The increasingly influential post-colonial approach to comparative urban studies helps us see with great detail the richness of an ample array of diverse urban regimes in the world. There are so many different politico-economic contexts and cultural attitudes to urban life in every corner of the (rapidly urbanizing) world that deserve careful scrutiny without necessarily drawing on imported theoretical preconceptions. In this vein, authors like Robinson (2011) have been paramount in rejecting centralized urban theorizations and instead advocate for emergent and simultaneous theory construction, from different places at different times, thus making theorization more agile and flexible than before. Post-colonial comparativist scholars aim to constitute a collegial production of knowledge without the act of theory travelling, because the latter is, they say, a major imposition of knowledge, a colonial exertion of intellectual power that has to be detached from current urban studies.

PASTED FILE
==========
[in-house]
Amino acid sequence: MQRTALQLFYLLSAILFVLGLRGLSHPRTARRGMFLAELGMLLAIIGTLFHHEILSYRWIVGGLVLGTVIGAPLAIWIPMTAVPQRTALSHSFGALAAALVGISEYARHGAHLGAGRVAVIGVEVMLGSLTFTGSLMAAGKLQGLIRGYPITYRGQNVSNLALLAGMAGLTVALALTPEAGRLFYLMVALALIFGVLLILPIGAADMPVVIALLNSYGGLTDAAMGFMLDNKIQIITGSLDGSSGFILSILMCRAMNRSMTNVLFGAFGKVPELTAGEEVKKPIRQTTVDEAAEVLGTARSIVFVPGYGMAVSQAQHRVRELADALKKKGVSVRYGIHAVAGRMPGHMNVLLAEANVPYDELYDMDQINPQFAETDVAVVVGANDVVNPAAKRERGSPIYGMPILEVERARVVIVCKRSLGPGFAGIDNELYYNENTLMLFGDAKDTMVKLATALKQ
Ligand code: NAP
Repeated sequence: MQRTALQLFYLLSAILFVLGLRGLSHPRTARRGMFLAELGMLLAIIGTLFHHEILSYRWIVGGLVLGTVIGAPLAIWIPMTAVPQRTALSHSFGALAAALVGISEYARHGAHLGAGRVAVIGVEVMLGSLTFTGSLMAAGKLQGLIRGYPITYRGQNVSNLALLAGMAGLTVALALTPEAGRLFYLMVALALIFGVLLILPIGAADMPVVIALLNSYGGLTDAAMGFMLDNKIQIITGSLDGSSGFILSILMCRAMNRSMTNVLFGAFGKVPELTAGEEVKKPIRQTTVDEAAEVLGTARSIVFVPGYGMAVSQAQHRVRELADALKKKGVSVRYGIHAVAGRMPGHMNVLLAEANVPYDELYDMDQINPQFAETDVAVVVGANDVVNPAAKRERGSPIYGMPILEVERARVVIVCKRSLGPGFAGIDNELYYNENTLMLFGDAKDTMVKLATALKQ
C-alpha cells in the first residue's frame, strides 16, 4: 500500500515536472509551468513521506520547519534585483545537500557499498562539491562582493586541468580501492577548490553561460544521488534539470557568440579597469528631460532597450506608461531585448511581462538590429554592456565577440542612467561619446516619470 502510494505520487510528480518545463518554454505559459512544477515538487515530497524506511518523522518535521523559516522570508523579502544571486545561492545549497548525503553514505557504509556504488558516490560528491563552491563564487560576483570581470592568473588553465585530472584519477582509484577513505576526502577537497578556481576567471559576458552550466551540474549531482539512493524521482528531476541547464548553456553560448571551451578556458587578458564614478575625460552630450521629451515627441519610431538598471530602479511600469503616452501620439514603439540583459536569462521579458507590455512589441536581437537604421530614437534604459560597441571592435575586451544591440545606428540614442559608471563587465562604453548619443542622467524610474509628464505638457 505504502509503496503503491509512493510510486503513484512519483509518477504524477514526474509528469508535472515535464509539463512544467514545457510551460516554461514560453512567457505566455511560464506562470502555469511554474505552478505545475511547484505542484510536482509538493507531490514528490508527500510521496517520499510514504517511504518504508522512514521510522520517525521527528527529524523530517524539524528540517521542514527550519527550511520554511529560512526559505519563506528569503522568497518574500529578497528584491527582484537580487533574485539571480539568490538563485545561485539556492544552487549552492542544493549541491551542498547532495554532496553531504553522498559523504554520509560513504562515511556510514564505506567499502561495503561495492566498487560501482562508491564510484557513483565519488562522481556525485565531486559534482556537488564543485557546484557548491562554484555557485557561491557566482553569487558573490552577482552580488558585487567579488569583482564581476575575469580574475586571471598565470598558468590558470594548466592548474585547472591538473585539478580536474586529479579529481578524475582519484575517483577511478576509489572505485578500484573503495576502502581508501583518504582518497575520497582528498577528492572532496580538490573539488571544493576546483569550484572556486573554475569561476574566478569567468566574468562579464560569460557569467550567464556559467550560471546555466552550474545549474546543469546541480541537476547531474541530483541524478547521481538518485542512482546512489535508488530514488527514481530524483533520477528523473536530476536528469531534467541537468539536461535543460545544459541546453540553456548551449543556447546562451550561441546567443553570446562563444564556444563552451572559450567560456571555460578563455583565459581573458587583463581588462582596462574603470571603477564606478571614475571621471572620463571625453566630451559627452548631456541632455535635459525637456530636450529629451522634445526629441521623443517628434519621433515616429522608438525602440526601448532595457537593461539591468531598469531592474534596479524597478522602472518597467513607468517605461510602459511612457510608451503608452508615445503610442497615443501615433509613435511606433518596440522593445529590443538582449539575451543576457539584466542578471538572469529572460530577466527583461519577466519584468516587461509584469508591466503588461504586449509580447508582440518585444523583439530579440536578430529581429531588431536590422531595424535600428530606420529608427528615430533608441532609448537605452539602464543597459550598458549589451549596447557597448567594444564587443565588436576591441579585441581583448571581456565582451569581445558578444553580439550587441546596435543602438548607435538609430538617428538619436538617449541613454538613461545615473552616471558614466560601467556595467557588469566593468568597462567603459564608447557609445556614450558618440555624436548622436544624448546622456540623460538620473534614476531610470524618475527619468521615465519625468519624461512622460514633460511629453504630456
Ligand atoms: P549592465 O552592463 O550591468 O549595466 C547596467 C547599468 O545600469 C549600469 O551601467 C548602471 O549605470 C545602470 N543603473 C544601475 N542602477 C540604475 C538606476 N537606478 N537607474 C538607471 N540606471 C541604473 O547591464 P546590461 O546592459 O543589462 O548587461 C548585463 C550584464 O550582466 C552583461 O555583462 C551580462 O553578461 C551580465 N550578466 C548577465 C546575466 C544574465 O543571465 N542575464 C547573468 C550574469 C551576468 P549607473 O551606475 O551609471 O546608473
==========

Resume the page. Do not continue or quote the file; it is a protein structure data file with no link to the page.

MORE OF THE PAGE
Como citar: López, E. (2015). Gentrification in the global south. City, 19(4), 564-573.